Forging a Scorpion From a Lag Bolt




About: Hi, I'm stephen, I'm a certified welder, working on my machinists cert, and working part time at a hardware store. Mixing in all of that with my hobbies of blacksmithing and knifemaking, only makes for more...

Part two of my blacksmithing series. How to forge a scorpion from a lag bolt.

these things are fairly quick to make (when you get used to them), look cute, and sell fairly well as you can price them for a fairly low price, and still get money for your time and supplies.

Have fun with it !

Part 1 in the series was forging a J hook -
Part 3 will be forging an S hook

Step 1: What You Need.

You need - 
   -basic forging supplies (forge, anvil, hammer, tongs, chisels, punches, etc.

   -lag bolt (I like 3/8"x3", but you can use what you want for different sized scorpions). If you use galvanized lag bolts, make sure you soak them in vinegar at least for a day. If you try to forge them without removing the galvanization with acid, the zinc fumes from the galvanization are POISONOUS!

    -spray paint or beeswax (for finishing. On this one I'll use paint, but I typically use the beeswax finish. Namely, melting beeswax over the warm metal)

Step 2: The Tail End

Heat it up, and begin flattening. flatten the tail end (the pointy side) first. After it's flattened, you need the bring the end to a point.

Step 3: Flatten

Go ahead and flatten the rest of the lag bolt now. When it's nice and flat, as well as evenly flat, make sure everything is nice and straight. As you can see in the photos, the head became askew some, but I fixed that by heating it, clamping the head in the vise, and driving the lower portion in the correct direction.


Step 4: Make the Claws

Split the flattened head partially down the middle. Then use the chisel to cut a groove down the middle of each little "wing" . If I confused you here, look at the pics.

Step 5: Embellishments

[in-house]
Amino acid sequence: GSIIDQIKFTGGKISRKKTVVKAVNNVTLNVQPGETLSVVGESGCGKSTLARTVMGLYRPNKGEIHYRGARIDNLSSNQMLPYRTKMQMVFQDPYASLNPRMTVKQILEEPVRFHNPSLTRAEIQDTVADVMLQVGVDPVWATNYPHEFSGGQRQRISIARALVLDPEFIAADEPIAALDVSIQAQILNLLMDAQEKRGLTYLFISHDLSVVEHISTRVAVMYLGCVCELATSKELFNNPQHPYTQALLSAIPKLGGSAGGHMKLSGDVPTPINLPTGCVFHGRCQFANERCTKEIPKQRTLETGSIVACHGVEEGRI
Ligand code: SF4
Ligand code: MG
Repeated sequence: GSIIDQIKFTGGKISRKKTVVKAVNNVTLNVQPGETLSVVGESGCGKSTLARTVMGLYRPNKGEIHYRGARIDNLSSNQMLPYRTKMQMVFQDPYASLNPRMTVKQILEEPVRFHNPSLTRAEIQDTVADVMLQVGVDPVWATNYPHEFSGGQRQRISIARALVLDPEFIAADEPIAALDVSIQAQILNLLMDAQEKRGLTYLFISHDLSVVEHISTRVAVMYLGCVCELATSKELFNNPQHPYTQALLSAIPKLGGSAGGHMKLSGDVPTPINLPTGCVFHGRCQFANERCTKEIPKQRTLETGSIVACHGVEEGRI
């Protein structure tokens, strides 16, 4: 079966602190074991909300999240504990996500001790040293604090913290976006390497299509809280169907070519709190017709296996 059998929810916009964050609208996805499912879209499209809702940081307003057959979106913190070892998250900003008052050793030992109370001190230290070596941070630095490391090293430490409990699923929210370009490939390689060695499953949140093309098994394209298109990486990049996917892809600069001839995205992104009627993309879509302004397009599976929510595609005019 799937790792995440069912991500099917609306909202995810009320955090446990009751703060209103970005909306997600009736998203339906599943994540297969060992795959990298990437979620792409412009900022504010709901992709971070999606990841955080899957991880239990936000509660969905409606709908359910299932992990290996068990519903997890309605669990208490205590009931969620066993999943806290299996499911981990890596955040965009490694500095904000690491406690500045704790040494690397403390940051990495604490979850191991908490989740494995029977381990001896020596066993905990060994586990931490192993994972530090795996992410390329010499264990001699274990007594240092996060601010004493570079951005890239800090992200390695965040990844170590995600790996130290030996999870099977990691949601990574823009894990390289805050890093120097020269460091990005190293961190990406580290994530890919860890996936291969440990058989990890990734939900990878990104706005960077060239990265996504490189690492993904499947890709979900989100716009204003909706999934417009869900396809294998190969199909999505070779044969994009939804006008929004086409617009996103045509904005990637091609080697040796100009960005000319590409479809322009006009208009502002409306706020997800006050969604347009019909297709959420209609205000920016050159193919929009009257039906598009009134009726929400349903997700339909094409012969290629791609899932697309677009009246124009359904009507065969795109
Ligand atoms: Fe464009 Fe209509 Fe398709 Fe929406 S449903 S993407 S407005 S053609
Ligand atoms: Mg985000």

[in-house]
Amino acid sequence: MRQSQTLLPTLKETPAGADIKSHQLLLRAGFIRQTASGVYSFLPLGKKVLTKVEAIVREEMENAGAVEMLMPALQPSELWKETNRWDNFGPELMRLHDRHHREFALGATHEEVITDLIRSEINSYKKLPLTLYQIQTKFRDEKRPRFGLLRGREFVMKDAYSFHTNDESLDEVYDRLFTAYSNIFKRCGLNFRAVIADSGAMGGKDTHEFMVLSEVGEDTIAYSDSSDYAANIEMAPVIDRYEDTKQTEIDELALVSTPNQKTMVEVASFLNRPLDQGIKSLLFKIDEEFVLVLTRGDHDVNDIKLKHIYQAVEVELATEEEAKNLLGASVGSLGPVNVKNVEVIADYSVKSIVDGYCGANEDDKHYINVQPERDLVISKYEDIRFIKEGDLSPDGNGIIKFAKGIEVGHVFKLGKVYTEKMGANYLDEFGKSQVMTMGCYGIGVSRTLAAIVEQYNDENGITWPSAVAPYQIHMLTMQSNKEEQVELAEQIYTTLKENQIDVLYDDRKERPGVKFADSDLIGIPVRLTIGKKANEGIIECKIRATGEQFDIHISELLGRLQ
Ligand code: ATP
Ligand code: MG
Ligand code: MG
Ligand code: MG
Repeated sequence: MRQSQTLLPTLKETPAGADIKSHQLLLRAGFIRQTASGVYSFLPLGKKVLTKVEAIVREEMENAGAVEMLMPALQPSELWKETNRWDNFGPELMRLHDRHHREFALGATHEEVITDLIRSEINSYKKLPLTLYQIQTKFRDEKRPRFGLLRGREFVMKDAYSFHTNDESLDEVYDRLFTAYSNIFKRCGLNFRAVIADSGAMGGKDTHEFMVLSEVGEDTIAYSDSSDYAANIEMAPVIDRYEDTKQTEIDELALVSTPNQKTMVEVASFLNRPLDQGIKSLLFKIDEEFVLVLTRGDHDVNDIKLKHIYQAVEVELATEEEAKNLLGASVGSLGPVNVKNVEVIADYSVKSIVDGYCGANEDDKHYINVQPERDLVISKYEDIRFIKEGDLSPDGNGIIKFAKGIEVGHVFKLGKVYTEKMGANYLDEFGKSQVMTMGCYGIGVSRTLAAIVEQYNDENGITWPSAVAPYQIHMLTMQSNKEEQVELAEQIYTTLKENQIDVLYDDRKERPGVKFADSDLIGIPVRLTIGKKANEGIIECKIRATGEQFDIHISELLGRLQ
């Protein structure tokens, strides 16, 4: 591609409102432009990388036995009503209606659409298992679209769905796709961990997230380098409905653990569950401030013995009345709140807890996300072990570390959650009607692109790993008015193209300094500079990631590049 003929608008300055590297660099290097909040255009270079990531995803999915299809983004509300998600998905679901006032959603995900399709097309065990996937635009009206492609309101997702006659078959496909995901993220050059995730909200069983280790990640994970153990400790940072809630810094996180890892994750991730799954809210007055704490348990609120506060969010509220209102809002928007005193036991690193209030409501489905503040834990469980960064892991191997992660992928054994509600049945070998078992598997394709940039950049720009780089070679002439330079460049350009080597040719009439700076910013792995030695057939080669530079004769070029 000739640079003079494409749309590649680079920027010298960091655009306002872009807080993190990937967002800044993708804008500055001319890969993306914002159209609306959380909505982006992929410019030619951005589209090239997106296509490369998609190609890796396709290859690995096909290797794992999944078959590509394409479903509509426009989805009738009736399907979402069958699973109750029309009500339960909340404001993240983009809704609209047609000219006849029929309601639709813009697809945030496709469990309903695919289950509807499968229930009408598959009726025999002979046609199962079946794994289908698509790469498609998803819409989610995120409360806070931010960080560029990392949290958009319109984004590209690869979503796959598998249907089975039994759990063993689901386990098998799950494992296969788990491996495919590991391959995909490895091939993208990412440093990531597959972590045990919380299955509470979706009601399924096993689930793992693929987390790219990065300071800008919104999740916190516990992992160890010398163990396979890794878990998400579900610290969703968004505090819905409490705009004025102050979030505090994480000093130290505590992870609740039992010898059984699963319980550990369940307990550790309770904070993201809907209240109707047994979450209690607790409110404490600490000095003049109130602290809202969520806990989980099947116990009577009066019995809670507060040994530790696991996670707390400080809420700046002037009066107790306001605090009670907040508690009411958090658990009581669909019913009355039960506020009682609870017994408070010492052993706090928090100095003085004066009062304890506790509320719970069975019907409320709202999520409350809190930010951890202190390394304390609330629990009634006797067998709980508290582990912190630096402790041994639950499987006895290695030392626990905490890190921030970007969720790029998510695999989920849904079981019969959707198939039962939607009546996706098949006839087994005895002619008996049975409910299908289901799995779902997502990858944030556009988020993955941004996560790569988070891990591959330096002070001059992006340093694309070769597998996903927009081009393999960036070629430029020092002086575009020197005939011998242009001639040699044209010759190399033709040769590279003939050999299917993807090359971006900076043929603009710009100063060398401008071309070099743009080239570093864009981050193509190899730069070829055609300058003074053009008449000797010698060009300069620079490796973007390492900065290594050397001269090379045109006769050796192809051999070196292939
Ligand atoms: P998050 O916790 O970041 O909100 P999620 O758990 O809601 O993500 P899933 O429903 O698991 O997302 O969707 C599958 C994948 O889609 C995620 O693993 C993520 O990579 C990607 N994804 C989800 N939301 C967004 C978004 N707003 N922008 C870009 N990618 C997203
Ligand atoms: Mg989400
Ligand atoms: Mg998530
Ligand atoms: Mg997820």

use a small punch to punch in the eyes. Then use a flat tipped round punch right at the end of the cut from splitting the claws, this will give almost a little beak look when you bend the claws.

Now you heat the head, and using pliers, twist them around so the groove is facing out. and bend them out a little until they look nice. take a little time and mess with them till they look good.

Step 6: Curl the Tail

using pliers or your anvils horn (I like to use the horn now that I've learned how to place my blows, but early on in teaching myself blacksmithing, I used pliers), curve the tail of the scorpion up and over. Try to give it a nice wicked curve. Once again, play with it a little till it looks good,

Step 7: Finishing

Now, your done. Wire brush it real good, and finish it in one of two ways. Either give it the beeswax finish I described in my J hook instructable, or do as I did on this one, and spray paint it a nice glossy black.



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    24 Discussions


    4 years ago on Step 7

    cool. not going to make it since I have no forging skills, but it's cool. And using the screw: good idea.

    Yeah. But those torches waste a lot of energy for work on something like this. If you can, order some kaowool (google it, it's a high temp insulating fiberous material) and use it to line the inside of a large coffe can. Run the torch in through a hole in the side, and run it on low, that should waste less energy, and get things hotter. 

    Here is a simple tutorial about a forge like I described


    My grandpa dosnt use the cutting torch he just let's me play with it sometimes
    So the efficiency dosnt really matter that much. And what do you use for an anvil I'm just gonna make one from the 1/2 inch steel plates he has that I cut up to make shapes and stuff

    I have two anvils. One is an old small 40-50 LB anvil. The face is all scarred, but I got it for free. The other one is a 53 LB round chunk of mild steel. Because the actual anvil is all scarred, but the good steel makes it better for forging, I use the real anvil as the forgin anvil, and the round one for finish forging.


    I told my local ag agent I was looking for an anvil. And when he was at a farm, he noticed one laying by the barn unused. He asked the farmer if a young beginning blacksmith he knew could use it, and I was given it on the condition that I couldn't ever sell it for scrap. Basically a permenant loan.


    7 years ago on Introduction

    Good project. Just thought it should be mentioned, please don't use galvanized bolts. It doesn't take much zinc in your lungs to make you very sick or even kill you. It wasn't that long ago that we lost one of our best.

    1 reply

    7 years ago on Introduction

    It's great to see someone of your age pursuing a great hobby like this. Thanks for sharing - this is great!


    7 years ago on Introduction

    You should link-back to your J-hook in the last step of this project, since you mention it.

    Also, this scorpion would make a sweet coat hook, just like a J-hook! I'd love to have a few of these crawling up my wall, waiting to hold my hat or coat!

    2 replies

    You bring up an interesting point, I haven't done it yet, but I intend to figure out a way to make liitle guys like these, but make em so they can be used as wall hooks. Thanks for reminding me, I'll try to figure that out when I'm forging this saturday.